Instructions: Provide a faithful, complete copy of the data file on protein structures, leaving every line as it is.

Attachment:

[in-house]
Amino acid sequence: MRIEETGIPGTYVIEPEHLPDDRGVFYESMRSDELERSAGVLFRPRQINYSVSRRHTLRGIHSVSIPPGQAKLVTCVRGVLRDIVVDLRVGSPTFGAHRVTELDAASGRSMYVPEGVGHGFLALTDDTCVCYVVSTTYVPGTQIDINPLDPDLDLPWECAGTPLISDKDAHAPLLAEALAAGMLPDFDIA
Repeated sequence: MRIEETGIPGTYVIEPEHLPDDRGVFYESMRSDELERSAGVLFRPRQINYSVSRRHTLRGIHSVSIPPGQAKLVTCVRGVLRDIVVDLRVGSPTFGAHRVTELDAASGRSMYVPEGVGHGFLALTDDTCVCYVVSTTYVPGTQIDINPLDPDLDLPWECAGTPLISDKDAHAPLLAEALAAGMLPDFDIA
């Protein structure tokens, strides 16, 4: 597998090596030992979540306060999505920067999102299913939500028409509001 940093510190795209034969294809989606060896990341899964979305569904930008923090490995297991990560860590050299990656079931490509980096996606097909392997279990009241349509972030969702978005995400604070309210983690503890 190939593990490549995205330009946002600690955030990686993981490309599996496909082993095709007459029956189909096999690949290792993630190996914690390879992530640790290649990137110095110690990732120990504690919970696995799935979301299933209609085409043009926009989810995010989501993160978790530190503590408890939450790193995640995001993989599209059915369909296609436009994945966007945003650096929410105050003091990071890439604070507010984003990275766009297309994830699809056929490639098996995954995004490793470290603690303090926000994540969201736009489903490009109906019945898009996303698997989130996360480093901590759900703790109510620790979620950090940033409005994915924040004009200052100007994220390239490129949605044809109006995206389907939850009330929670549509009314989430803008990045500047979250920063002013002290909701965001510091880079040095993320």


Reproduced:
[in-house]
Amino acid sequence: MRIEETGIPGTYVIEPEHLPDDRGVFYESMRSDELERSAGVLFRPRQINYSVSRRHTLRGIHSVSIPPGQAKLVTCVRGVLRDIVVDLRVGSPTFGAHRVTELDAASGRSMYVPEGVGHGFLALTDDTCVCYVVSTTYVPGTQIDINPLDPDLDLPWECAGTPLISDKDAHAPLLAEALAAGMLPDFDIA
Repeated sequence: MRIEETGIPGTYVIEPEHLPDDRGVFYESMRSDELERSAGVLFRPRQINYSVSRRHTLRGIHSVSIPPGQAKLVTCVRGVLRDIVVDLRVGSPTFGAHRVTELDAASGRSMYVPEGVGHGFLALTDDTCVCYVVSTTYVPGTQIDINPLDPDLDLPWECAGTPLISDKDAHAPLLAEALAAGMLPDFDIA
């Protein structure tokens, strides 16, 4: 597998090596030992979540306060999505920067999102299913939500028409509001 940093510190795209034969294809989606060896990341899964979305569904930008923090490995297991990560860590050299990656079931490509980096996606097909392997279990009241349509972030969702978005995400604070309210983690503890 190939593990490549995205330009946002600690955030990686993981490309599996496909082993095709007459029956189909096999690949290792993630190996914690390879992530640790290649990137110095110690990732120990504690919970696995799935979301299933209609085409043009926009989810995010989501993160978790530190503590408890939450790193995640995001993989599209059915369909296609436009994945966007945003650096929410105050003091990071890439604070507010984003990275766009297309994830699809056929490639098996995954995004490793470290603690303090926000994540969201736009489903490009109906019945898009996303698997989130996360480093901590759900703790109510620790979620950090940033409005994915924040004009200052100007994220390239490129949605044809109006995206389907939850009330929670549509009314989430803008990045500047979250920063002013002290909701965001510091880079040095993320």